I'm not going to start the religious wars here...The two systems shouldn't be compared as they are of completely different leagues but can complement each other. If you want to know more you should ask on the HS forum.
Linux and Pi illiterate here. Would it be possible to run the Homeseer Pi version on the Linux VM of a Qnap Nas or is there something specific to the Pi that makes it incompatible with other Linux operating system VM?
I've been looking for anything stating which it has but am unable to find out which one (probably because of not really knowing what those terms mean or where to look) but this is what the linux specs states on there website.
On quick googling, I think you are probably out of luck.
It doesn't necessarily matter what processor you have as much as how they implemented the virtualiztion. QEMU/KVM (the virtualization software a lot of linux based NAS use) can emulate ARM for use in VMs, but not many are setup that way.
Also, for what it is worth, you can run ARM VMs in Windows using Virtual Box as well.
Thanks for the update I will be looking into this closer in the coming weeks.
All I need is the 1 for Hubitat. I will still use Hubitat as my controller, I just need something actually reliable for the zwave devices. Rumor has it zwave is rock solid on Homeseer, so all I need is it to house my zwave devices and still have Hubitat control them.
I was afraid someone would recommend that. I find Home Assistant very intimidating as I'm extremely code illiterate and have heard rumors that it takes some time to get it configured. But I did learn how to setup Kodi from scratch on some Android boxes so I guess I can try learning more about it.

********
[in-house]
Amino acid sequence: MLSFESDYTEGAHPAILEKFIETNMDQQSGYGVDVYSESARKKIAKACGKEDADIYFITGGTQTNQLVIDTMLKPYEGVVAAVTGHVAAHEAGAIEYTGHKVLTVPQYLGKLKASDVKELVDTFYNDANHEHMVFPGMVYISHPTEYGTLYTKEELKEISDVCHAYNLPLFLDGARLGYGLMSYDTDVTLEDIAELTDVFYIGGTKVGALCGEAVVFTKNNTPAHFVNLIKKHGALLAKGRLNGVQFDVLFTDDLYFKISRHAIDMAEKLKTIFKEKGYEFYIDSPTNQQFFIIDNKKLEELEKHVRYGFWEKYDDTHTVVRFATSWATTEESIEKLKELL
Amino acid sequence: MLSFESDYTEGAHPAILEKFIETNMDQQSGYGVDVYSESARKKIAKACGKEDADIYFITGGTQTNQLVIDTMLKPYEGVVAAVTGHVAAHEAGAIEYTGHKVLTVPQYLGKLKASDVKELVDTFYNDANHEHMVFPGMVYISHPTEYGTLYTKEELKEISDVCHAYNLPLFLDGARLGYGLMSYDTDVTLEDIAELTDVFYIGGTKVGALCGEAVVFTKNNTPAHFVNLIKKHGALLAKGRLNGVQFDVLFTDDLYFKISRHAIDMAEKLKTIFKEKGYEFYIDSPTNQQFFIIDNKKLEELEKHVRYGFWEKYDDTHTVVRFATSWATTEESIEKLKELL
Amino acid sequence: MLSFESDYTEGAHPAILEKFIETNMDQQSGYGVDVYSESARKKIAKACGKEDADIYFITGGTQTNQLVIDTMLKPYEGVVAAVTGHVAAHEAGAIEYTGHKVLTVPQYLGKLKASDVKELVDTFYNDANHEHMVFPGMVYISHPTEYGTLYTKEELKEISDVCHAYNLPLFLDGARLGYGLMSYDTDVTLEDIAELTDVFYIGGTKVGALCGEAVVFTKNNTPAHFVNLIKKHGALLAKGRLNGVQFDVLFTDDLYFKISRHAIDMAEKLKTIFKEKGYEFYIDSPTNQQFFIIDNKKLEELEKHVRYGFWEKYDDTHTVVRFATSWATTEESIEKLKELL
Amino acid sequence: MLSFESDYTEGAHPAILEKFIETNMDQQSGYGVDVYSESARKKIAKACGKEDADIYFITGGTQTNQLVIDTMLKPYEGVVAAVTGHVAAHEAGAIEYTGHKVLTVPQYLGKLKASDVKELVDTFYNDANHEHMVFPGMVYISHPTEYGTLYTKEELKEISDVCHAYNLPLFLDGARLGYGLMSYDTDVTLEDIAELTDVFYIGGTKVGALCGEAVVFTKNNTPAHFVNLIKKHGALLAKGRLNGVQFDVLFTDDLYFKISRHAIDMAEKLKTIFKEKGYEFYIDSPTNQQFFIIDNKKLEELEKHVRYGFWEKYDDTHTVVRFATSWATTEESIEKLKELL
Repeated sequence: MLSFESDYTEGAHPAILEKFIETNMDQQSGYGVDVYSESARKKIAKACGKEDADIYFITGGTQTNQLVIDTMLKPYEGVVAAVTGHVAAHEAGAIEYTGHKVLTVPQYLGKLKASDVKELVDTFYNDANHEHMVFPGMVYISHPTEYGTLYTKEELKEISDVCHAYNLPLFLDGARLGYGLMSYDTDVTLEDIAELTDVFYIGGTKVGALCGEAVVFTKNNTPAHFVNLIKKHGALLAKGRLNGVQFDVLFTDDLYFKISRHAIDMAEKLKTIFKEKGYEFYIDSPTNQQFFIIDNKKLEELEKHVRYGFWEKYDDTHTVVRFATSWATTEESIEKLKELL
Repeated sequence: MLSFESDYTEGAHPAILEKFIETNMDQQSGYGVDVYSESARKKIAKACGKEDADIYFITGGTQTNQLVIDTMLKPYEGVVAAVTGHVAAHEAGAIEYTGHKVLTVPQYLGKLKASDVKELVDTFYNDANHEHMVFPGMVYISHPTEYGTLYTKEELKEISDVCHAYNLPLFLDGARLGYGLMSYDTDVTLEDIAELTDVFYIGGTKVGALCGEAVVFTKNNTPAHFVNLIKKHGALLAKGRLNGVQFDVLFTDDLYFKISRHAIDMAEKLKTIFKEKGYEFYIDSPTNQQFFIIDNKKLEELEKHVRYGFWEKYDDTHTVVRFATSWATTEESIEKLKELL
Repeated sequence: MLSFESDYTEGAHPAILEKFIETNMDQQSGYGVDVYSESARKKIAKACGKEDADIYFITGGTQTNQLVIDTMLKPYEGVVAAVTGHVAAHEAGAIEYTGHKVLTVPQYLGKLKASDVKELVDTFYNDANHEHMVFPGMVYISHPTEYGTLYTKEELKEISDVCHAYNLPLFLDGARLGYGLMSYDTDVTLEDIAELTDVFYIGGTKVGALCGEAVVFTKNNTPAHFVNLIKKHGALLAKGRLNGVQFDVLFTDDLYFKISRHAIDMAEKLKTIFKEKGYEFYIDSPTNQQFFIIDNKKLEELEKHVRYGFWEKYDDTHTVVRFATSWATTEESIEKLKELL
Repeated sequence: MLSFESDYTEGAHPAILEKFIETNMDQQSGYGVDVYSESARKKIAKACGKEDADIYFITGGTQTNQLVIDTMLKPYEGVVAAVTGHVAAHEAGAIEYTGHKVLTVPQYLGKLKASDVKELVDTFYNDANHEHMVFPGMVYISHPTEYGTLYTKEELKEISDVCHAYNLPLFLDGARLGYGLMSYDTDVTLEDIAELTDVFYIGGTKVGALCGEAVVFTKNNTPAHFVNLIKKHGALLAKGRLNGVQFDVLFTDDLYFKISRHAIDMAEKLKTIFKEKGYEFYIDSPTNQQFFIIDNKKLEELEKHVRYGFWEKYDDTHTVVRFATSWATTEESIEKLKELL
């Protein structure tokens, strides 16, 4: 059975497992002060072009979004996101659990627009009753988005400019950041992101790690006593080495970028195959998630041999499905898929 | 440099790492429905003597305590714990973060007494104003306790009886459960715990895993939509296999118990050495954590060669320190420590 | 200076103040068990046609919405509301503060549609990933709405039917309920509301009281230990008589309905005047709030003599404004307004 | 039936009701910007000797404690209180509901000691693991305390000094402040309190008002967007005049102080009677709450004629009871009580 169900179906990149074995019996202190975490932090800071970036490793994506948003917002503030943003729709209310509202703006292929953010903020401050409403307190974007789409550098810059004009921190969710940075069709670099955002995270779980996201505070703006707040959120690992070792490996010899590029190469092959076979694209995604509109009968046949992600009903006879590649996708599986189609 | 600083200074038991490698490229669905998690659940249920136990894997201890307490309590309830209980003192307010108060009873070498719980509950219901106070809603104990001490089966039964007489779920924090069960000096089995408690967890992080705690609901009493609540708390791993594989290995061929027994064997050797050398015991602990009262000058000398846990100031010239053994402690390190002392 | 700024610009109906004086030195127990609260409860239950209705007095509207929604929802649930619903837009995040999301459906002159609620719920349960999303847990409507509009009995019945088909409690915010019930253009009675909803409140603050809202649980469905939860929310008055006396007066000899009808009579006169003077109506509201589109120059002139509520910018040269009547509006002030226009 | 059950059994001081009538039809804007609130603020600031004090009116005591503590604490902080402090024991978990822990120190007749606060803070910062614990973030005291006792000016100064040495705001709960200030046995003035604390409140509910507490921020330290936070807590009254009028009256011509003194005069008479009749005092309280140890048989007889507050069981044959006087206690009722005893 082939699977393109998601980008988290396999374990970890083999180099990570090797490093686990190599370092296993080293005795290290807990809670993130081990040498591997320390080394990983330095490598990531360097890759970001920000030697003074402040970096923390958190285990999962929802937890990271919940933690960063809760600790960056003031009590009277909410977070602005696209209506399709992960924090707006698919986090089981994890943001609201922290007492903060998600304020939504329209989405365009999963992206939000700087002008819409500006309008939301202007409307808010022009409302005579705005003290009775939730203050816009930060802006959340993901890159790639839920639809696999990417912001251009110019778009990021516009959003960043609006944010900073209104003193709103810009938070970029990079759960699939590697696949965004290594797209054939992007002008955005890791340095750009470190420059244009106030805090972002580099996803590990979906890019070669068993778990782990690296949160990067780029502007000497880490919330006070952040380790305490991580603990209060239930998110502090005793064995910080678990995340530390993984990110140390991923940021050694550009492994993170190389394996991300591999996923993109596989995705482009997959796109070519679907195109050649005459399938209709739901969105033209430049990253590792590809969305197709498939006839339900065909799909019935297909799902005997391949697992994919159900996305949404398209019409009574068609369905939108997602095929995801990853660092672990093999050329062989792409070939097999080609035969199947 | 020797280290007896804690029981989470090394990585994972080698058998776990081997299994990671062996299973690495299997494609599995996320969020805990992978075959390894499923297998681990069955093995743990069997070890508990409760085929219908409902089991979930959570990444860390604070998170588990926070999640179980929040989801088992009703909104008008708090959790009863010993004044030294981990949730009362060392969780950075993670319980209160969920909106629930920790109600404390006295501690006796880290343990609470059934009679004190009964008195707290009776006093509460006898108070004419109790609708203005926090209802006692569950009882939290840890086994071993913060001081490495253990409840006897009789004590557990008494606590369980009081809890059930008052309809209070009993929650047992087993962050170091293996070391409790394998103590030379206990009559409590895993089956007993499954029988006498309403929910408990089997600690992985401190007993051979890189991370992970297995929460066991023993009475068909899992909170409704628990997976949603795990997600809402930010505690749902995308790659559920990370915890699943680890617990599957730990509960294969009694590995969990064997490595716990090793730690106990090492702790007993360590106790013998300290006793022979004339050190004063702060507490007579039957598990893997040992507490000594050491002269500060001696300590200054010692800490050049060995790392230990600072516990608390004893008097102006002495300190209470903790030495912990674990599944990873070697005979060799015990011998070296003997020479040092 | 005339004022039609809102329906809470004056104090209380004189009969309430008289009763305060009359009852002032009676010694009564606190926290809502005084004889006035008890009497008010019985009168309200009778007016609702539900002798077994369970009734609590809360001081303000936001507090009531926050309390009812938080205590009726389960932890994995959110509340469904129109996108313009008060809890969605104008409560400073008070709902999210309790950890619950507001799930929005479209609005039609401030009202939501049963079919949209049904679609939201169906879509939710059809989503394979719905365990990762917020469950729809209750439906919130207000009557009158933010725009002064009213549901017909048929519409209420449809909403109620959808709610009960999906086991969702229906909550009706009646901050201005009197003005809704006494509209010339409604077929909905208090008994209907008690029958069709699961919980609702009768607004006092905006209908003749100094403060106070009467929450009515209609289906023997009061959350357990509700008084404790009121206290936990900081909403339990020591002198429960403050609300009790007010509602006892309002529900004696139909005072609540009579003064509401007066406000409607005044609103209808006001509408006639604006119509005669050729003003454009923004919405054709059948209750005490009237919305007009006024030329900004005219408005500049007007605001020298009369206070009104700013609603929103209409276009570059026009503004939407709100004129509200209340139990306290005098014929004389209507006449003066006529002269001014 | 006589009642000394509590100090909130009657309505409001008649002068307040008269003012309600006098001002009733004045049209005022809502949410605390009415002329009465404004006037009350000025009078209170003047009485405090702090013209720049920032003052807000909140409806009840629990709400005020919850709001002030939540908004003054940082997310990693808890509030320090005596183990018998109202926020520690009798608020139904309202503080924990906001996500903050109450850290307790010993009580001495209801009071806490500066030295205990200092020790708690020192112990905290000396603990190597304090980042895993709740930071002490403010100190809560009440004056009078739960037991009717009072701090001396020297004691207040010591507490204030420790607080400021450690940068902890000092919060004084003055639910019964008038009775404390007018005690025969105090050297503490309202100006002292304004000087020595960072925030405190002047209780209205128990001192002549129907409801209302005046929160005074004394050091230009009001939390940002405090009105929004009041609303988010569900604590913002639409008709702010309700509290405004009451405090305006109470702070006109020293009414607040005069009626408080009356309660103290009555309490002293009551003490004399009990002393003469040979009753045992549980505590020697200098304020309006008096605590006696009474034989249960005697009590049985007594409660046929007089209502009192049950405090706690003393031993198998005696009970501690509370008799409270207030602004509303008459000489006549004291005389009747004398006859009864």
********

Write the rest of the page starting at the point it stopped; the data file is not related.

It's really not that complicated. I find the UI to be more difficult to use for their automations than simply writing them in a text editor. This is improving but it's going to take time and I still prefer just coding them.
edited because my keyboard is sucking... new one in the mail....
There's really no easy way apart from MQTT bridges to do what you want to do (Other hubs -> Hubitat).
HomeAssistant has changed a lot in recent months. It's not as user friendly as Hubitat, but it's getting there slowly. Hass uses OpenZwave at it's core for Z-Wave. I would say it's glitchy in some ways and behind HomeSeer, ST and even Hubitat when it comes to ease of use. Device support is good, and there's all kinds of advanced options like direct associations, node mapping, per node heal etc. If you take the time to learn how to use all the advanced functions and are patient, Z-wave on Hass performs quite well. I've been running all of my Z-wave stuff on Hass for a week, and it's quite stable.
I still liked HomeSeer's implementation best though.